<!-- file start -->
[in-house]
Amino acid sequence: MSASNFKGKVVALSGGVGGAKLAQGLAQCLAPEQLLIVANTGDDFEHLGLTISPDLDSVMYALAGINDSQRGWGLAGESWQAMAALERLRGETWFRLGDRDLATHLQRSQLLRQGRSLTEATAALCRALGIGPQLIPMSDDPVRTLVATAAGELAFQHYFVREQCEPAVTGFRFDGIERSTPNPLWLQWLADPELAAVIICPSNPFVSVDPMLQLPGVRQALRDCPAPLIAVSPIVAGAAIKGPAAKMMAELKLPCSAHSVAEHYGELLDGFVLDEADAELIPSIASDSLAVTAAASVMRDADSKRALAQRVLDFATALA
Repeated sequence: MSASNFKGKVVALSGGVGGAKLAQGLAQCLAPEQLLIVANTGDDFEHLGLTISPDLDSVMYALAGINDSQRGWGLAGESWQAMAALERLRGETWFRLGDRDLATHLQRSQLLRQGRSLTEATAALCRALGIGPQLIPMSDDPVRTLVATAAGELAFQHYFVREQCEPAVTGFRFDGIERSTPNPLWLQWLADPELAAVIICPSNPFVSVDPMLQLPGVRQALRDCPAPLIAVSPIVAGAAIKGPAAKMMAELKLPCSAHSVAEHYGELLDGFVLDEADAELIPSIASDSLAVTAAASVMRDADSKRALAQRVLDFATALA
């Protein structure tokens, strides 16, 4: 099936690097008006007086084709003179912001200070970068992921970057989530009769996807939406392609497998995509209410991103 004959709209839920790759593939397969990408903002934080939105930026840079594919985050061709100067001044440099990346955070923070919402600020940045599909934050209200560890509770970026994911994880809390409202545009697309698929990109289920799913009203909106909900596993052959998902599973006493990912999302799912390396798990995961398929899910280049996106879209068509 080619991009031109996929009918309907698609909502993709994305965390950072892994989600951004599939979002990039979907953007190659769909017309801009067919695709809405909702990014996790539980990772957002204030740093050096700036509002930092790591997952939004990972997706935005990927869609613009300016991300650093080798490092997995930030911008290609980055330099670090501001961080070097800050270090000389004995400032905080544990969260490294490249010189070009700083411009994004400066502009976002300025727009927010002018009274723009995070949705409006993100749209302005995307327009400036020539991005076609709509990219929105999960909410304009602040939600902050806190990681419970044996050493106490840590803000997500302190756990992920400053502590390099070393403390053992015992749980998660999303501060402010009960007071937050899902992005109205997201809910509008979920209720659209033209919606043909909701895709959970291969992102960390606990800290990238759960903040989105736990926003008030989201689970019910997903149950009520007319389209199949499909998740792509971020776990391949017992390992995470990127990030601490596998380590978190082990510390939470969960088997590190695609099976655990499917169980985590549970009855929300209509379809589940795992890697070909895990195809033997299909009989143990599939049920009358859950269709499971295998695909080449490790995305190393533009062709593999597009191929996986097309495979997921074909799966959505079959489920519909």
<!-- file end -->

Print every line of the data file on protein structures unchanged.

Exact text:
[in-house]
Amino acid sequence: MSASNFKGKVVALSGGVGGAKLAQGLAQCLAPEQLLIVANTGDDFEHLGLTISPDLDSVMYALAGINDSQRGWGLAGESWQAMAALERLRGETWFRLGDRDLATHLQRSQLLRQGRSLTEATAALCRALGIGPQLIPMSDDPVRTLVATAAGELAFQHYFVREQCEPAVTGFRFDGIERSTPNPLWLQWLADPELAAVIICPSNPFVSVDPMLQLPGVRQALRDCPAPLIAVSPIVAGAAIKGPAAKMMAELKLPCSAHSVAEHYGELLDGFVLDEADAELIPSIASDSLAVTAAASVMRDADSKRALAQRVLDFATALA
Repeated sequence: MSASNFKGKVVALSGGVGGAKLAQGLAQCLAPEQLLIVANTGDDFEHLGLTISPDLDSVMYALAGINDSQRGWGLAGESWQAMAALERLRGETWFRLGDRDLATHLQRSQLLRQGRSLTEATAALCRALGIGPQLIPMSDDPVRTLVATAAGELAFQHYFVREQCEPAVTGFRFDGIERSTPNPLWLQWLADPELAAVIICPSNPFVSVDPMLQLPGVRQALRDCPAPLIAVSPIVAGAAIKGPAAKMMAELKLPCSAHSVAEHYGELLDGFVLDEADAELIPSIASDSLAVTAAASVMRDADSKRALAQRVLDFATALA
């Protein structure tokens, strides 16, 4: 099936690097008006007086084709003179912001200070970068992921970057989530009769996807939406392609497998995509209410991103 004959709209839920790759593939397969990408903002934080939105930026840079594919985050061709100067001044440099990346955070923070919402600020940045599909934050209200560890509770970026994911994880809390409202545009697309698929990109289920799913009203909106909900596993052959998902599973006493990912999302799912390396798990995961398929899910280049996106879209068509 080619991009031109996929009918309907698609909502993709994305965390950072892994989600951004599939979002990039979907953007190659769909017309801009067919695709809405909702990014996790539980990772957002204030740093050096700036509002930092790591997952939004990972997706935005990927869609613009300016991300650093080798490092997995930030911008290609980055330099670090501001961080070097800050270090000389004995400032905080544990969260490294490249010189070009700083411009994004400066502009976002300025727009927010002018009274723009995070949705409006993100749209302005995307327009400036020539991005076609709509990219929105999960909410304009602040939600902050806190990681419970044996050493106490840590803000997500302190756990992920400053502590390099070393403390053992015992749980998660999303501060402010009960007071937050899902992005109205997201809910509008979920209720659209033209919606043909909701895709959970291969992102960390606990800290990238759960903040989105736990926003008030989201689970019910997903149950009520007319389209199949499909998740792509971020776990391949017992390992995470990127990030601490596998380590978190082990510390939470969960088997590190695609099976655990499917169980985590549970009855929300209509379809589940795992890697070909895990195809033997299909009989143990599939049920009358859950269709499971295998695909080449490790995305190393533009062709593999597009191929996986097309495979997921074909799966959505079959489920519909």